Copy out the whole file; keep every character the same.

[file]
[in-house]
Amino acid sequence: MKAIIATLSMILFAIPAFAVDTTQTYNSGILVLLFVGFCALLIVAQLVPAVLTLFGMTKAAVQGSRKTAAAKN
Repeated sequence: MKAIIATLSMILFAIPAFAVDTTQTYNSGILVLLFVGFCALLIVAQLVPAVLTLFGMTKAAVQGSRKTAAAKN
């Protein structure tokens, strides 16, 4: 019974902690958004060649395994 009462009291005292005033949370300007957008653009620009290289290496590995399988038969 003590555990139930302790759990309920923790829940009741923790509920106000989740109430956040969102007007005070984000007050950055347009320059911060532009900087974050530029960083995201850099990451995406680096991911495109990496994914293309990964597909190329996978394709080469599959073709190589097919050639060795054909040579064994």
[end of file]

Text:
[in-house]
Amino acid sequence: MKAIIATLSMILFAIPAFAVDTTQTYNSGILVLLFVGFCALLIVAQLVPAVLTLFGMTKAAVQGSRKTAAAKN
Repeated sequence: MKAIIATLSMILFAIPAFAVDTTQTYNSGILVLLFVGFCALLIVAQLVPAVLTLFGMTKAAVQGSRKTAAAKN
């Protein structure tokens, strides 16, 4: 019974902690958004060649395994 009462009291005292005033949370300007957008653009620009290289290496590995399988038969 003590555990139930302790759990309920923790829940009741923790509920106000989740109430956040969102007007005070984000007050950055347009320059911060532009900087974050530029960083995201850099990451995406680096991911495109990496994914293309990964597909190329996978394709080469599959073709190589097919050639060795054909040579064994």